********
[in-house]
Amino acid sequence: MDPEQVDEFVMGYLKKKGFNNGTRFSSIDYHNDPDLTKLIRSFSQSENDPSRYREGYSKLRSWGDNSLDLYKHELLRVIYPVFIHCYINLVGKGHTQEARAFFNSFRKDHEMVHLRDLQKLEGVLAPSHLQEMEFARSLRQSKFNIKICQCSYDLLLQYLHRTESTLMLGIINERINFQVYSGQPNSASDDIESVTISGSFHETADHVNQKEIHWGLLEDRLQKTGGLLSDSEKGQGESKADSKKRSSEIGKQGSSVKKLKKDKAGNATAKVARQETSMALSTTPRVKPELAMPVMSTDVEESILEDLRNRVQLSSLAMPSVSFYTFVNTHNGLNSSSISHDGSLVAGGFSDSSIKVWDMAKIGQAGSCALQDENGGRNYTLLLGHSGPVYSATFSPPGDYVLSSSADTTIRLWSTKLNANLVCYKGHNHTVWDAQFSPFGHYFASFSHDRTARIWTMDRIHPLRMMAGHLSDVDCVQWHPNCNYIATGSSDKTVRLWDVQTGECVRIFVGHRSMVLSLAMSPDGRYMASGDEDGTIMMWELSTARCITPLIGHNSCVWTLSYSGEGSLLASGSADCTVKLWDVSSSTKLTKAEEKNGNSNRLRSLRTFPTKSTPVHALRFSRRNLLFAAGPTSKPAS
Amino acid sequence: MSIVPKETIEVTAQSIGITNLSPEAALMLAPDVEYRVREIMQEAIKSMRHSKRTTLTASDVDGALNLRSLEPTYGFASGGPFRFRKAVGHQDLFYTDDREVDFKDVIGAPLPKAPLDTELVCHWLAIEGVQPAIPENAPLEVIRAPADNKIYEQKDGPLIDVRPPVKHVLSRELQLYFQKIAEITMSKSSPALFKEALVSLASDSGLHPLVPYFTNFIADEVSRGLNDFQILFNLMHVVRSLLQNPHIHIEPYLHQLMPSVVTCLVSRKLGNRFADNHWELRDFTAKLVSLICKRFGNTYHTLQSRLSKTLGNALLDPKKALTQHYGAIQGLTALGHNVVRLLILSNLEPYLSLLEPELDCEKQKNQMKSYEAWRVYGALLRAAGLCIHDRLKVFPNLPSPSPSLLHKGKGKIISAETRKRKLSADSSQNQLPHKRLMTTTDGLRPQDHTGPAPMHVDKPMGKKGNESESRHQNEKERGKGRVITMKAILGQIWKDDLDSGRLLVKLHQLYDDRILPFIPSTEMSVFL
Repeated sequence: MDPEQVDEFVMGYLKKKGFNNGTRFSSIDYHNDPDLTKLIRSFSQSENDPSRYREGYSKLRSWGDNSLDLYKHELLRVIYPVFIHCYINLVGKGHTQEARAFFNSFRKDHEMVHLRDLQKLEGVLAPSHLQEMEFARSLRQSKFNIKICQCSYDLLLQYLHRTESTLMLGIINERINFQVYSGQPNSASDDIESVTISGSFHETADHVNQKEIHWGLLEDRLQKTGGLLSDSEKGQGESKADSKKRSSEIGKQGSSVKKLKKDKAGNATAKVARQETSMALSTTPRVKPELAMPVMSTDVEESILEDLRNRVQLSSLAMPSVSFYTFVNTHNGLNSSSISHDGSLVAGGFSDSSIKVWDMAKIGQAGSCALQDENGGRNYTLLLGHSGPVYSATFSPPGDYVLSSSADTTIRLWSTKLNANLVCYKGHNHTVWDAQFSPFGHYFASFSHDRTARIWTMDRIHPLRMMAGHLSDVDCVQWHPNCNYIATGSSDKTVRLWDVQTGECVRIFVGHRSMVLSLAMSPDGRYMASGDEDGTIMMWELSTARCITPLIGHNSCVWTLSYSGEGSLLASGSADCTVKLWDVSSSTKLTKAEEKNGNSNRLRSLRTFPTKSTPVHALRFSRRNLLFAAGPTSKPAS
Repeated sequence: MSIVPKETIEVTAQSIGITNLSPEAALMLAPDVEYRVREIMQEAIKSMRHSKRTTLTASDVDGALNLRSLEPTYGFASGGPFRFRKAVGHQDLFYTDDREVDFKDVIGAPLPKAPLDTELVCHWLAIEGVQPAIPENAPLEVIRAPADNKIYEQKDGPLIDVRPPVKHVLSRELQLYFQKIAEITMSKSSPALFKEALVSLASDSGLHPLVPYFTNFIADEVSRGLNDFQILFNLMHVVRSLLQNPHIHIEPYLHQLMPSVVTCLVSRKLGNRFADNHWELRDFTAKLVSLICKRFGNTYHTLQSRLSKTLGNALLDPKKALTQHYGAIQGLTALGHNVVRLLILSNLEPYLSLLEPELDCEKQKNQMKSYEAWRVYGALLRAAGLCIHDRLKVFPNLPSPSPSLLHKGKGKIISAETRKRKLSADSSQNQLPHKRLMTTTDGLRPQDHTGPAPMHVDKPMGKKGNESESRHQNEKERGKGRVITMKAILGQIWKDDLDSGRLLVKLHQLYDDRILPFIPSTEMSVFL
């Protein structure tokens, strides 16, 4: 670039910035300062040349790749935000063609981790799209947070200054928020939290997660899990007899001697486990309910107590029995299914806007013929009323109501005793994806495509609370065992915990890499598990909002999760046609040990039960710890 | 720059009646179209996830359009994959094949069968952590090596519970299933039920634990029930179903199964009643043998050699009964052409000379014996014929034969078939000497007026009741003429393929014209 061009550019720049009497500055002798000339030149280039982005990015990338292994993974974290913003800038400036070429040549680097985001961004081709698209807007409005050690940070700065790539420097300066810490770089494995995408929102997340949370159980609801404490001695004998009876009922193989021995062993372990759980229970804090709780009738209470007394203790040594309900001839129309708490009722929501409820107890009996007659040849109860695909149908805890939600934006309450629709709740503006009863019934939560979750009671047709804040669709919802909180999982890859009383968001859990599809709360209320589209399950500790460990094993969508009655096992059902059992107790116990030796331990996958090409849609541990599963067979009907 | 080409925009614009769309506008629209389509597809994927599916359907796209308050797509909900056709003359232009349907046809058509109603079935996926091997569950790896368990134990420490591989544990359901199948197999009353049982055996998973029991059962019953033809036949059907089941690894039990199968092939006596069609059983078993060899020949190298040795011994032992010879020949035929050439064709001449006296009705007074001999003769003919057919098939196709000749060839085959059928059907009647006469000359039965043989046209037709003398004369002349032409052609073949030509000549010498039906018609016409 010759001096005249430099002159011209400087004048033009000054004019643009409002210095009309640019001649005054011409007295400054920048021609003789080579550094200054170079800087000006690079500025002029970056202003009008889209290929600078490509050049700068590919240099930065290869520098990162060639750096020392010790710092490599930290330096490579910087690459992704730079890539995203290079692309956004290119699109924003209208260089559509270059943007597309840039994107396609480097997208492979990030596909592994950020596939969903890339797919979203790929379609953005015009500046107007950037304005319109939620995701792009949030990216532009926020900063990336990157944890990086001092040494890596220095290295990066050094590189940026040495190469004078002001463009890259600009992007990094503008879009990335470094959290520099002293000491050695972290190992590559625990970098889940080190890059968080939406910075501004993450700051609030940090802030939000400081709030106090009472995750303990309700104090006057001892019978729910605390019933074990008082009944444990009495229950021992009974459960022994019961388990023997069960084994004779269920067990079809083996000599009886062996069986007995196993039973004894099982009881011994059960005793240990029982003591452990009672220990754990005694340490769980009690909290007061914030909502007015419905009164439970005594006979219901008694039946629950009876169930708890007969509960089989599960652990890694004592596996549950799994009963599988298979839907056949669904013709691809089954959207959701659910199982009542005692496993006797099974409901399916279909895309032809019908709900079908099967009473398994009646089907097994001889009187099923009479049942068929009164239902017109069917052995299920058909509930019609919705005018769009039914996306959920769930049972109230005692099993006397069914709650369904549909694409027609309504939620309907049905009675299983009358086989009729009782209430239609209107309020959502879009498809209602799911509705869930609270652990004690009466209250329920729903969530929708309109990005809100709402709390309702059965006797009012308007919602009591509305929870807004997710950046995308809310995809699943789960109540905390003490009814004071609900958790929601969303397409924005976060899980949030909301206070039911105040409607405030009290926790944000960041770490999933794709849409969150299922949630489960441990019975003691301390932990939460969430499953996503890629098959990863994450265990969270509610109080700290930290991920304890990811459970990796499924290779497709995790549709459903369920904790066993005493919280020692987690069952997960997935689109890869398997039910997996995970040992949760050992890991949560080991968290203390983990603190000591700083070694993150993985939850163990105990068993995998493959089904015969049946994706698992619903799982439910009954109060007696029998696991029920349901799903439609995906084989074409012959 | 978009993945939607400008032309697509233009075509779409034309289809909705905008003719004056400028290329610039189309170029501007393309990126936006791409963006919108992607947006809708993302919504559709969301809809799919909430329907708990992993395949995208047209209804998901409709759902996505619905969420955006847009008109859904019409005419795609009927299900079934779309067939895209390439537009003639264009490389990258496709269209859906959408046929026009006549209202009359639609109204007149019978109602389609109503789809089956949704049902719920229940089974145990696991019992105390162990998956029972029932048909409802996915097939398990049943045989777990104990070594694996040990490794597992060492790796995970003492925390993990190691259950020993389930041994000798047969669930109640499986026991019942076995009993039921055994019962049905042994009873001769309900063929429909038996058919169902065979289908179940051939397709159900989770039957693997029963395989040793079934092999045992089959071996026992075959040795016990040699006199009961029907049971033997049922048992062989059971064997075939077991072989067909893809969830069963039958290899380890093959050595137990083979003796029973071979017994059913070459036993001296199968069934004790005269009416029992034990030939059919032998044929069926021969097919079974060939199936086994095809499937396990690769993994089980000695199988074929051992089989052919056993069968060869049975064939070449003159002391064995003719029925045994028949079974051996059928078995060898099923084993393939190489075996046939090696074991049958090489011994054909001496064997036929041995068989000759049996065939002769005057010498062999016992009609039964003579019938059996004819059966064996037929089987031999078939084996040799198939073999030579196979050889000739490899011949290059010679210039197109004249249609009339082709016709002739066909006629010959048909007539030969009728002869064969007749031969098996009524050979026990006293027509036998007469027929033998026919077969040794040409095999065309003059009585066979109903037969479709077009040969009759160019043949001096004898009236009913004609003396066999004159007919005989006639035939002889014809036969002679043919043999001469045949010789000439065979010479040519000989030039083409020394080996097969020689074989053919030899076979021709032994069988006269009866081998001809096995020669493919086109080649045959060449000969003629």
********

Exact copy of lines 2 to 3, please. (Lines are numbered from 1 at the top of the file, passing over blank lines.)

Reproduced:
Amino acid sequence: MDPEQVDEFVMGYLKKKGFNNGTRFSSIDYHNDPDLTKLIRSFSQSENDPSRYREGYSKLRSWGDNSLDLYKHELLRVIYPVFIHCYINLVGKGHTQEARAFFNSFRKDHEMVHLRDLQKLEGVLAPSHLQEMEFARSLRQSKFNIKICQCSYDLLLQYLHRTESTLMLGIINERINFQVYSGQPNSASDDIESVTISGSFHETADHVNQKEIHWGLLEDRLQKTGGLLSDSEKGQGESKADSKKRSSEIGKQGSSVKKLKKDKAGNATAKVARQETSMALSTTPRVKPELAMPVMSTDVEESILEDLRNRVQLSSLAMPSVSFYTFVNTHNGLNSSSISHDGSLVAGGFSDSSIKVWDMAKIGQAGSCALQDENGGRNYTLLLGHSGPVYSATFSPPGDYVLSSSADTTIRLWSTKLNANLVCYKGHNHTVWDAQFSPFGHYFASFSHDRTARIWTMDRIHPLRMMAGHLSDVDCVQWHPNCNYIATGSSDKTVRLWDVQTGECVRIFVGHRSMVLSLAMSPDGRYMASGDEDGTIMMWELSTARCITPLIGHNSCVWTLSYSGEGSLLASGSADCTVKLWDVSSSTKLTKAEEKNGNSNRLRSLRTFPTKSTPVHALRFSRRNLLFAAGPTSKPAS
Amino acid sequence: MSIVPKETIEVTAQSIGITNLSPEAALMLAPDVEYRVREIMQEAIKSMRHSKRTTLTASDVDGALNLRSLEPTYGFASGGPFRFRKAVGHQDLFYTDDREVDFKDVIGAPLPKAPLDTELVCHWLAIEGVQPAIPENAPLEVIRAPADNKIYEQKDGPLIDVRPPVKHVLSRELQLYFQKIAEITMSKSSPALFKEALVSLASDSGLHPLVPYFTNFIADEVSRGLNDFQILFNLMHVVRSLLQNPHIHIEPYLHQLMPSVVTCLVSRKLGNRFADNHWELRDFTAKLVSLICKRFGNTYHTLQSRLSKTLGNALLDPKKALTQHYGAIQGLTALGHNVVRLLILSNLEPYLSLLEPELDCEKQKNQMKSYEAWRVYGALLRAAGLCIHDRLKVFPNLPSPSPSLLHKGKGKIISAETRKRKLSADSSQNQLPHKRLMTTTDGLRPQDHTGPAPMHVDKPMGKKGNESESRHQNEKERGKGRVITMKAILGQIWKDDLDSGRLLVKLHQLYDDRILPFIPSTEMSVFL